Use this URL to cite or link to this record in EThOS: http://ethos.bl.uk/OrderDetails.do?uin=uk.bl.ethos.522717
Title: Novel insights into the anatomy and function of the equine back
Author: Ritruechai, Pattama
Awarding Body: Royal Veterinary College (University of London)
Current Institution: Royal Veterinary College (University of London)
Date of Award: 2009
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Abstract:
The longissimus dorsi {LD} is the largest back muscle in the horse and has the potential to contribute substantially to the biomechanics of the back. This study aimed to investigate the structure and function of the LD in the horse. Computed tomography scans of eight cadaveric backs were used to quantify the crosssectional area of the LD and its moment arms relative to the spinal cord. These muscles were then dissected in situ and the 3D trajectories of muscle fascicles within the LD were digitized using a magnetic stylus and expressed as direction cosines. Bilateral muscle activity was measured in vivo with surface EMG at the T14, T16, T18 and L2 regions with simultaneous measures of back flexion using a fibre-optic goniometer placed {8 horses}, or 3D motion capture with passive markers placed above the spine {4 horses}. These measures were recorded for walk, trot and canter on a treadmill, and also at a 5 and 10 m radius lunge in an outdoor school. The muscle fascicle strains were modelled for different regions of the LD using the in vitro structural parameters and the in vivo measures of back flexion. Moment arms and fascicle orientations varied along the LD, and the orientations further varied in the mediolateral and dorsoventral directions. Asymmetry in muscle activity occurred when the horses moved around bends, and differences in the timing of activity occurred at different regions of the LD. Increases in muscle activity occurred when moving up inclines. The muscle fascicle strains were close to isometric which suggests that the LD muscle acts by developing high forces for force transmission or providing stiffness to the back, rather than contributing substantially to mechanical work. Regional differences in both LD structure and activity patterns suggest that its functional role may vary along its length.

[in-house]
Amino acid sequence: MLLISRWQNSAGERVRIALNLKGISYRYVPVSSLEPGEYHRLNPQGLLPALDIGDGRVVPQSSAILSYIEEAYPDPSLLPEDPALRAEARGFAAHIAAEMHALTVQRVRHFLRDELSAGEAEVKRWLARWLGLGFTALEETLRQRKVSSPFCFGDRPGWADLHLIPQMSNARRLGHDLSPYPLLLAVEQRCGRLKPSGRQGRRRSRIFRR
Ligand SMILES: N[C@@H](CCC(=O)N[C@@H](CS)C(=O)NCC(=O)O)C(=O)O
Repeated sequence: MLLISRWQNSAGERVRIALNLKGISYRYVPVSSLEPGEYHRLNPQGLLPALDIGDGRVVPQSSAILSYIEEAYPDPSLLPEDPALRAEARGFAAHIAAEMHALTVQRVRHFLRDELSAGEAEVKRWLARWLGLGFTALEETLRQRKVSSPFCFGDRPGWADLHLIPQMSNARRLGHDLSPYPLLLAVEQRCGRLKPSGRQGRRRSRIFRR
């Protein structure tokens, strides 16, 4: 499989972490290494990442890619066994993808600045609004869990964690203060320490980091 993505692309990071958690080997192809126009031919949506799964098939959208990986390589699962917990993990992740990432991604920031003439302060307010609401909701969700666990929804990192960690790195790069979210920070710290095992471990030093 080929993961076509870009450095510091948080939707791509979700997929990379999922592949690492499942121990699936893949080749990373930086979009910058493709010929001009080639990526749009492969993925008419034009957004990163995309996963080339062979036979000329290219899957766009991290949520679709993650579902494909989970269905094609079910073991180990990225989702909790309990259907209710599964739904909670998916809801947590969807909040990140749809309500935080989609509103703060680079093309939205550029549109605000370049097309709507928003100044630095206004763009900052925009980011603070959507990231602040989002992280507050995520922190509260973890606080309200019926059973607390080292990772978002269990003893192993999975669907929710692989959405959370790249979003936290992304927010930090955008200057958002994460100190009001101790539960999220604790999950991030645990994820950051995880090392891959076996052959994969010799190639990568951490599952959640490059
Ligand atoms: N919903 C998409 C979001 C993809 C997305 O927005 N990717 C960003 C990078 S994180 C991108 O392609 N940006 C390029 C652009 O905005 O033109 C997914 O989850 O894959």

Supervisor: Not available Sponsor: Not available
Qualification Name: Thesis (Ph.D.) Qualification Level: Doctoral
EThOS ID: uk.bl.ethos.522717  DOI: Not available
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